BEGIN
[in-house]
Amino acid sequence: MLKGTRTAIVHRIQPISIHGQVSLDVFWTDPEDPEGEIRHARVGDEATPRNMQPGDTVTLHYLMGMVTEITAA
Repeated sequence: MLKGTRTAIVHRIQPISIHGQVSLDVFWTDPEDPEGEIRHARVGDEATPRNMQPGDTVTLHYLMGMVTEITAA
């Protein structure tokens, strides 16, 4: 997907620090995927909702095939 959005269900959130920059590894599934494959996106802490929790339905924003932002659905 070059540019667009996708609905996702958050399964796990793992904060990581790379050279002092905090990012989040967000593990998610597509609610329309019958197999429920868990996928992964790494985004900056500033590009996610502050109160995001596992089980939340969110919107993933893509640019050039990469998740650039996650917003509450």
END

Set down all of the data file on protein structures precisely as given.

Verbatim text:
[in-house]
Amino acid sequence: MLKGTRTAIVHRIQPISIHGQVSLDVFWTDPEDPEGEIRHARVGDEATPRNMQPGDTVTLHYLMGMVTEITAA
Repeated sequence: MLKGTRTAIVHRIQPISIHGQVSLDVFWTDPEDPEGEIRHARVGDEATPRNMQPGDTVTLHYLMGMVTEITAA
């Protein structure tokens, strides 16, 4: 997907620090995927909702095939 959005269900959130920059590894599934494959996106802490929790339905924003932002659905 070059540019667009996708609905996702958050399964796990793992904060990581790379050279002092905090990012989040967000593990998610597509609610329309019958197999429920868990996928992964790494985004900056500033590009996610502050109160995001596992089980939340969110919107993933893509640019050039990469998740650039996650917003509450």